- Ability to cut wood, metal and plastics with ease;
- No heat-affected zone after use, meaning safer operation with less risk of injury
Vertical Band Saw
A vertical band saw varies from its horizontal counterpart in how it cuts through the material. The saw itself doesn’t move, but rather the workpiece moves through the blade to create intricate cuts.
A vertical band saw is so versatile it can be used to create complicated shapes and lines that other types of band saws can’t compete with. As well as being adept at cutting complicated shapes, the vertical band saw can also perform precision cut straight lines, making it a great all-rounder power tool.
These saws have a superb cutting capacity and the ability to cut through materials fast, and with brush wheels installed they have safety measures in place to ensure chips don’t become stuck in its metal teeth.
Not only is the vertical band saw capable of cutting with ease, it also usually features a built in welder. The welder is useful for creating new blades or repairing old ones, and can even route the blade through the center of a part so that it can make interior cuts to the material.
Portable Band Saw/Handheld Band Saw
For people who need to use their tool on the go, or have many different jobs in different locations, a portable band saw would be a wise investment.
Portable band saws can be used to cut straight edge cuts, curved lines, or irregular shapes, so they show real versatility. A handheld band saw works with the same technology as other types of band saws, with a continuous band of serrated metal pulled along two wheels to perform its cuts.
Not just ideal for those who work on the move, the portable band saw can be helpful in cutting stock that’s too large for a regular band saw, or even on those projects where you can’t physically bring the workpiece to your machine.
These machines have so many uses that they’re a popular choice for amateur carpenters as well as larger scale workshops to have on hand. Portable band saws can:
- Perform cuts on material that isn’t accessible to your workshop, such as metal sign posts or railroad ties;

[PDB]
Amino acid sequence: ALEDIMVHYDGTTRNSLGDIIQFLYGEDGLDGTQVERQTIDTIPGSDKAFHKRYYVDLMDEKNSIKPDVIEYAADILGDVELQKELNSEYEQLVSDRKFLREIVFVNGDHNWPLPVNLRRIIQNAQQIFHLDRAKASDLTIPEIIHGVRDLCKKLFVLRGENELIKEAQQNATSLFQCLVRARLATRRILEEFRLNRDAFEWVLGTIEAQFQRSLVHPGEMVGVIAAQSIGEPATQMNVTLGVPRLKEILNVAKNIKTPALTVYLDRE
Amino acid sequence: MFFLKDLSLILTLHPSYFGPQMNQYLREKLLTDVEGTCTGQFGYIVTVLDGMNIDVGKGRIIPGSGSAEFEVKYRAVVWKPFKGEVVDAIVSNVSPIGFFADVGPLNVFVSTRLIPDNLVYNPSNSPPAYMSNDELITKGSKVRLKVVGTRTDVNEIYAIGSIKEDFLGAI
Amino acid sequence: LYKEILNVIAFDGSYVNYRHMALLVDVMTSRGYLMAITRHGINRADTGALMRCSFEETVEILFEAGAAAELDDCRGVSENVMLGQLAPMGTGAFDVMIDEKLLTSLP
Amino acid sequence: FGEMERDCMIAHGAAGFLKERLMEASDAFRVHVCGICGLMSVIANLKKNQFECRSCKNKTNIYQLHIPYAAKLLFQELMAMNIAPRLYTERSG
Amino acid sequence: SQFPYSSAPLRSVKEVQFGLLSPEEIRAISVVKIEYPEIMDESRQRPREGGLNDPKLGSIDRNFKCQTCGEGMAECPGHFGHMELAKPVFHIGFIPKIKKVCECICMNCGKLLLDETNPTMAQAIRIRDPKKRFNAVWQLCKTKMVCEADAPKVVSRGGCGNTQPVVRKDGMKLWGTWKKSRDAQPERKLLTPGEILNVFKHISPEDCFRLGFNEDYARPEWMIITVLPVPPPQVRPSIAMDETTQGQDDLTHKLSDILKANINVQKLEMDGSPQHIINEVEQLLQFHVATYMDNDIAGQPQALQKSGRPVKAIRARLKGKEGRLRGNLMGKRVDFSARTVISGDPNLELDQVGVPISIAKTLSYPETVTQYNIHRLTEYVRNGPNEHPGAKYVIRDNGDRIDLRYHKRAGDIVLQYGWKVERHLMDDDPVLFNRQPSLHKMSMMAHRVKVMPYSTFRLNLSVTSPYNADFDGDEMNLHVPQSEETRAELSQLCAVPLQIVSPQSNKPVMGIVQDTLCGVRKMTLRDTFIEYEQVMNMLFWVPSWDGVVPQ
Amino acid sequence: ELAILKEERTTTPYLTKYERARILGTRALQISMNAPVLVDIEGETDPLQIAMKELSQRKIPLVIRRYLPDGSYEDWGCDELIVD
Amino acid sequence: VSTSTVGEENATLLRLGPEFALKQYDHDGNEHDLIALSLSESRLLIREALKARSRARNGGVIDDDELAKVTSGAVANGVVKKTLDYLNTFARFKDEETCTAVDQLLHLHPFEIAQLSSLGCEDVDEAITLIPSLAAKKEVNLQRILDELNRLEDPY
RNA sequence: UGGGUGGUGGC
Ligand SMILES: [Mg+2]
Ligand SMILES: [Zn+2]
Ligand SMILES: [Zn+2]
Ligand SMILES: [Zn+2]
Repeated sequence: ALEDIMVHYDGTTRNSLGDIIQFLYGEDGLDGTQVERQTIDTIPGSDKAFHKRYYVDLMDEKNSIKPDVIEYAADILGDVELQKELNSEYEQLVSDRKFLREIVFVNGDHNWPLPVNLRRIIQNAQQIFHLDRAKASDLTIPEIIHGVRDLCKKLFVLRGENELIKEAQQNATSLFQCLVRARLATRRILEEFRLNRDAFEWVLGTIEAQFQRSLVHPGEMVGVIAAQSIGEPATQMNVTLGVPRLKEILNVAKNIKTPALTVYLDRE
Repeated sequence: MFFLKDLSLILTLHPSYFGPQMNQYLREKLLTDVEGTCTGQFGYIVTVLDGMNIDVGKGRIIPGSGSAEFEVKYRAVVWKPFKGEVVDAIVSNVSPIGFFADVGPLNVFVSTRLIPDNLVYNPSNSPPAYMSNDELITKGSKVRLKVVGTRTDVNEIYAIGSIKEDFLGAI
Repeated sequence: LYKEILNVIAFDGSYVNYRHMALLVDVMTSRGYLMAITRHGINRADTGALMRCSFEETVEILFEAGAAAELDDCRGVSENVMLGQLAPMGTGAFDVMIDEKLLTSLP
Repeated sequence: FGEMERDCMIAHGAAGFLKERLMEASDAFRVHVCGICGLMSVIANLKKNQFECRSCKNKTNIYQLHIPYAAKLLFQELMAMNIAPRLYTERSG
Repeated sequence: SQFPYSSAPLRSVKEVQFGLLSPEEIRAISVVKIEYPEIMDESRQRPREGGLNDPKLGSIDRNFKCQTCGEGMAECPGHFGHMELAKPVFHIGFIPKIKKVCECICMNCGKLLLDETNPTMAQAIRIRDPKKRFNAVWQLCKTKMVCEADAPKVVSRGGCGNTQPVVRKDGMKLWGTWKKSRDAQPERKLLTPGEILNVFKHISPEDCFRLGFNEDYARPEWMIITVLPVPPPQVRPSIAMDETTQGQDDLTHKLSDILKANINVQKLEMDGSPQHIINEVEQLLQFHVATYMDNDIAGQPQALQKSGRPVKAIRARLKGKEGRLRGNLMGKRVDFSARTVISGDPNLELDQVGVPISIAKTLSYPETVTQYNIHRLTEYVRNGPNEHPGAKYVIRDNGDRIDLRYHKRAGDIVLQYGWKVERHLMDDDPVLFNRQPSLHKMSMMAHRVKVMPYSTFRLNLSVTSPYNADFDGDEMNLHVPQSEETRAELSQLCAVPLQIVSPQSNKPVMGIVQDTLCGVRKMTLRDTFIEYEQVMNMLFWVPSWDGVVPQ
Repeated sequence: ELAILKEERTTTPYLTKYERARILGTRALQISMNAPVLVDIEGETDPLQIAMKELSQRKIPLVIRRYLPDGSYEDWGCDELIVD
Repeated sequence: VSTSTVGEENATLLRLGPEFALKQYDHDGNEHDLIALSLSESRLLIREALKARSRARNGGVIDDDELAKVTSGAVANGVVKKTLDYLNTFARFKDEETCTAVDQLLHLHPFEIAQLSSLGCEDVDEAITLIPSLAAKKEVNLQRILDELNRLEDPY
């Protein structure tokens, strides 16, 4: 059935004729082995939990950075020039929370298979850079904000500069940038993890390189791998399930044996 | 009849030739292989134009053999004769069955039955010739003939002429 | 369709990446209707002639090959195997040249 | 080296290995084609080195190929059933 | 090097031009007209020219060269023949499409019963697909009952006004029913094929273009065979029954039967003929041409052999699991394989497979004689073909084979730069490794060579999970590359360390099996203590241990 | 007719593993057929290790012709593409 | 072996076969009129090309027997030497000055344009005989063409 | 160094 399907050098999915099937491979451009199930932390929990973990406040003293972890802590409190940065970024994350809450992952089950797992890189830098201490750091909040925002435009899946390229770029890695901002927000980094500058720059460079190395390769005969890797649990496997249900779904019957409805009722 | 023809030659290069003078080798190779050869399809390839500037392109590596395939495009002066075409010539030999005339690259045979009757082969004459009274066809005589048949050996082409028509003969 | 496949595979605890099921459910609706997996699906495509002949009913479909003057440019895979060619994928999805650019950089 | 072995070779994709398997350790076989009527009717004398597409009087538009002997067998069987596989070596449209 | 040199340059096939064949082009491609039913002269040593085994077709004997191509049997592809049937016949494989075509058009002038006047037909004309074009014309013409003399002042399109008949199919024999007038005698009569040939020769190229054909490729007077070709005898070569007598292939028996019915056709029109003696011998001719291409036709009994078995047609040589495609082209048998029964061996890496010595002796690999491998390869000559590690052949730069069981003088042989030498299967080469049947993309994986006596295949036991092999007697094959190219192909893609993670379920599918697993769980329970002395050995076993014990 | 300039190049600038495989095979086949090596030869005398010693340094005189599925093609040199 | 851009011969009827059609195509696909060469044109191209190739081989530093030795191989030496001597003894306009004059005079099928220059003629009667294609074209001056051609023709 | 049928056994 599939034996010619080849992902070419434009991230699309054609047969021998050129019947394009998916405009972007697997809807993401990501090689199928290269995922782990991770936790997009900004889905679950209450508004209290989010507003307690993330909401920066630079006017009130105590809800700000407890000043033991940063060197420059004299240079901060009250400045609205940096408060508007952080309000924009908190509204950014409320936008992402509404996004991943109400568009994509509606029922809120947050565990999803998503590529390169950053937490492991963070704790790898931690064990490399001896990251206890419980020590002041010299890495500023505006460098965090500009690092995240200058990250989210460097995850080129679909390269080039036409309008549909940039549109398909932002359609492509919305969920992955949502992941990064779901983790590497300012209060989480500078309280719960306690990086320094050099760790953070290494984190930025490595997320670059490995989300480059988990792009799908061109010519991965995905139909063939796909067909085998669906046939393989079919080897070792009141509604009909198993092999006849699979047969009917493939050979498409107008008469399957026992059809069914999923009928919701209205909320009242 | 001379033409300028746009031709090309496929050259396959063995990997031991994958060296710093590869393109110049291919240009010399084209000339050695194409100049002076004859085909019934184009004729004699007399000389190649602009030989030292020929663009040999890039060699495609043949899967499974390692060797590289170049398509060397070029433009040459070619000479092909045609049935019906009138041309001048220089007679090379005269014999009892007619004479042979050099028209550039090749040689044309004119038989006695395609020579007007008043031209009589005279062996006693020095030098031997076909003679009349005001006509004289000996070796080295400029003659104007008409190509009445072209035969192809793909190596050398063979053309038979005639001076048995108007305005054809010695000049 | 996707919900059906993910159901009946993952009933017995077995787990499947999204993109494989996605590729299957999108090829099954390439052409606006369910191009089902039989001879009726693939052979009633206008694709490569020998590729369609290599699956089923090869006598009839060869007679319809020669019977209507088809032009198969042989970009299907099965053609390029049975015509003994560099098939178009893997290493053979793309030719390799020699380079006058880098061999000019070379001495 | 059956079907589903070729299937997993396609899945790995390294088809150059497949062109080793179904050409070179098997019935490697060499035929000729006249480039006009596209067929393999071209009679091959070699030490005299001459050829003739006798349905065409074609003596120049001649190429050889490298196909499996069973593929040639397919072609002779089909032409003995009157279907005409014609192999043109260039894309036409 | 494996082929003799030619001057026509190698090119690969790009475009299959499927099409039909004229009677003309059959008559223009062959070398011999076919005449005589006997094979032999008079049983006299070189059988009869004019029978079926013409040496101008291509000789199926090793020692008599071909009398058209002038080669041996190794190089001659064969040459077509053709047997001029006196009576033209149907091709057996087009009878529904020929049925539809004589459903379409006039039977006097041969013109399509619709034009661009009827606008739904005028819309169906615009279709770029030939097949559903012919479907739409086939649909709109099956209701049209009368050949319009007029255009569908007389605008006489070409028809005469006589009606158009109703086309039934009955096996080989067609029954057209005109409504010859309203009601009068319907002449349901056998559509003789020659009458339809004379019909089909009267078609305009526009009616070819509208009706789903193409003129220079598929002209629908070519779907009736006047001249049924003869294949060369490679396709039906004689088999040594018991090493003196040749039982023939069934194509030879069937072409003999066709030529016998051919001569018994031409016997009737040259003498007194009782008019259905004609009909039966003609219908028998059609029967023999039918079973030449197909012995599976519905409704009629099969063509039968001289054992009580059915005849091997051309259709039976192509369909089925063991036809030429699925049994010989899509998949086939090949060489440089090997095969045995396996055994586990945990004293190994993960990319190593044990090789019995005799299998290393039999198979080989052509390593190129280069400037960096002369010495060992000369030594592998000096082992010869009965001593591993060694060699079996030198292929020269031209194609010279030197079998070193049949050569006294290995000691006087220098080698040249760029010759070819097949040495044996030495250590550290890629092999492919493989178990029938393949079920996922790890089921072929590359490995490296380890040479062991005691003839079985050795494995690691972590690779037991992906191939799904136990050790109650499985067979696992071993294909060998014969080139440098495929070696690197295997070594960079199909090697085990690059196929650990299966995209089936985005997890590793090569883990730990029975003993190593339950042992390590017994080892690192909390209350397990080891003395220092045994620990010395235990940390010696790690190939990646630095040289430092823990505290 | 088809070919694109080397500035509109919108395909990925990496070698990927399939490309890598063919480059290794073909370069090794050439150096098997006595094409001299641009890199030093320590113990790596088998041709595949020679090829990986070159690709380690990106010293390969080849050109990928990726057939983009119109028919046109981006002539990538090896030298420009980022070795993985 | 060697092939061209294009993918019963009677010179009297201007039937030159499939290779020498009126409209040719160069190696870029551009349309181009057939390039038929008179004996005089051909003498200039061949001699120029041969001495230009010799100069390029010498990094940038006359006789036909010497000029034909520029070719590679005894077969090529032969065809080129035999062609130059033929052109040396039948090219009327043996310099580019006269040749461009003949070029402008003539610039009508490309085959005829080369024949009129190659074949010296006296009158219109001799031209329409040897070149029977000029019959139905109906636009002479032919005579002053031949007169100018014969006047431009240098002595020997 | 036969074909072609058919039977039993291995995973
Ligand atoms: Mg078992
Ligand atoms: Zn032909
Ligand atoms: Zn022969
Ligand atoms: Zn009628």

- Work with materials that are simply too large to fit on the table of a regular band saw, allowing you to work around the object;
- Cut pipes and metal with reduced vibration and a cleaner cut, thanks to its consistent pressure
Although they’re often touted as one of the safest power tools around, you still need to be aware of the safety precautions for operating a band saw. A stationary band saw poses less of a threat than machines with a movable blade or saw which lowers their risk for injuries.
According to the Fine Woodworking Magazine, there are 12 cardinal rules for band saw safety that should be followed. These rules apply to all types of band saws and apply to working with any type of material, however, some styles may have extra rules regarding their safe operation.
- First and foremost, you should always consult the individual guidelines for your band saw as recommended by the manufacturer.
- Always ensure that fingers and other body parts are kept out of the path of the blade.
- When approaching the end of the cut, be sure to decrease the feed pressure.
- While the saw is in use always keep the wheel covers closed.
- Adjust the upper guide roughly a quarter of an inch above your material before use.
- Always utilize the blade guard and keep it in place.
- Before changing blades, disconnect the band saw completely from its power source to avoid any accidental starts.
- As with any power tools, always wear eye protection while in the workshop.
- In the case of a broken or errant blade, ensure the machine has come to a complete stop before opening the wheel covers.
- If you have chips stuck in the throat, make sure you stop the saw before clearing the obstruction.
- To keep your fingers away from the blade, use push sticks that are stored in your miter slot.
- Always keep your workpiece in contact with the table at the exit point of the blade.
Not only is the band saw adept at making curvaceous cuts, but they can also perform precision cross cuts and rip lumber. If you have a quality band saw in your workshop you’ll already know how smooth their cuts can be, and performed with minimal effort.
Band saws all operate on the same system, regardless of their intended use, using a pulley system and wheel to move the blade around. It’s this system that allows for a safer cut due to the reduced risk of kickback, making this power tool a lot securer than a table saw.
If you’re looking for a band saw for your workshop, you’ll need to determine how much space you have available. There are some amazingly powerful and smaller bench top models that can still get the job done without taking up too much room.
If it’s your first time using one, don’t just assume you’ll be able to get it right the first try. Like any powerful tool, it takes skill and practice acquired over time, so begin with some test materials first.
Learning the tension of the blade is crucial to perfecting the use of this machine, but this amount will differ depending on your workpiece, blade, and the model of band saw you use.
Although they can be a little tricky to maneuver at first, once you’ve gotten the hang of your band saw you’ll wonder how you lived without it in your workshop. With all of the different types of band saw available, it’s amazing to see how many advancements this power tool has made since its humble beginnings in the 19th century.